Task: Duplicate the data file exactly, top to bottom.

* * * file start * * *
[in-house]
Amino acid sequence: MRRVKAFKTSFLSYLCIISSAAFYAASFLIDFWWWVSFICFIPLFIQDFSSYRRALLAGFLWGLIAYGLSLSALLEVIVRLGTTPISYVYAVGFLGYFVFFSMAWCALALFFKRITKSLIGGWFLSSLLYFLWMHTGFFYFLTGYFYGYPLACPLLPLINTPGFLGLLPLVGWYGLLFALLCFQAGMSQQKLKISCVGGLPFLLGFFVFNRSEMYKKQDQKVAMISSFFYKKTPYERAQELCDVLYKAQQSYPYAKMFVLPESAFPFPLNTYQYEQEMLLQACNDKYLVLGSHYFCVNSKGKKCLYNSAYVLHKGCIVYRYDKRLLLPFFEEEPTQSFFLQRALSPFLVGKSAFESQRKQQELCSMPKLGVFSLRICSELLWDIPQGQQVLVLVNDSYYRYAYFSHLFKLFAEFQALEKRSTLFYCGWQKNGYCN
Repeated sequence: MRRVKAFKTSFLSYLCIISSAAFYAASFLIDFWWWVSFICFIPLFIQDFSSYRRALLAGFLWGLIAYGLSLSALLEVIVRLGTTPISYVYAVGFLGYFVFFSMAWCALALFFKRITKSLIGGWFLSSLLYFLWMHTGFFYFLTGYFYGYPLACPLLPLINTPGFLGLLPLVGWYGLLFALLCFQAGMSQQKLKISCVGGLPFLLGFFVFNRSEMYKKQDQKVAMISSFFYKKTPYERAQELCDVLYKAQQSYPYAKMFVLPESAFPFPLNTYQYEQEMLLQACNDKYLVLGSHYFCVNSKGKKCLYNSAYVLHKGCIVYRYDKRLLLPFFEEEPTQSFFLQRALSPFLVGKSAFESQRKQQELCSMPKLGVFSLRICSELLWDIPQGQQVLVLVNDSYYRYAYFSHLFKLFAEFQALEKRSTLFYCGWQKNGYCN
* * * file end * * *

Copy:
[in-house]
Amino acid sequence: MRRVKAFKTSFLSYLCIISSAAFYAASFLIDFWWWVSFICFIPLFIQDFSSYRRALLAGFLWGLIAYGLSLSALLEVIVRLGTTPISYVYAVGFLGYFVFFSMAWCALALFFKRITKSLIGGWFLSSLLYFLWMHTGFFYFLTGYFYGYPLACPLLPLINTPGFLGLLPLVGWYGLLFALLCFQAGMSQQKLKISCVGGLPFLLGFFVFNRSEMYKKQDQKVAMISSFFYKKTPYERAQELCDVLYKAQQSYPYAKMFVLPESAFPFPLNTYQYEQEMLLQACNDKYLVLGSHYFCVNSKGKKCLYNSAYVLHKGCIVYRYDKRLLLPFFEEEPTQSFFLQRALSPFLVGKSAFESQRKQQELCSMPKLGVFSLRICSELLWDIPQGQQVLVLVNDSYYRYAYFSHLFKLFAEFQALEKRSTLFYCGWQKNGYCN
Repeated sequence: MRRVKAFKTSFLSYLCIISSAAFYAASFLIDFWWWVSFICFIPLFIQDFSSYRRALLAGFLWGLIAYGLSLSALLEVIVRLGTTPISYVYAVGFLGYFVFFSMAWCALALFFKRITKSLIGGWFLSSLLYFLWMHTGFFYFLTGYFYGYPLACPLLPLINTPGFLGLLPLVGWYGLLFALLCFQAGMSQQKLKISCVGGLPFLLGFFVFNRSEMYKKQDQKVAMISSFFYKKTPYERAQELCDVLYKAQQSYPYAKMFVLPESAFPFPLNTYQYEQEMLLQACNDKYLVLGSHYFCVNSKGKKCLYNSAYVLHKGCIVYRYDKRLLLPFFEEEPTQSFFLQRALSPFLVGKSAFESQRKQQELCSMPKLGVFSLRICSELLWDIPQGQQVLVLVNDSYYRYAYFSHLFKLFAEFQALEKRSTLFYCGWQKNGYCN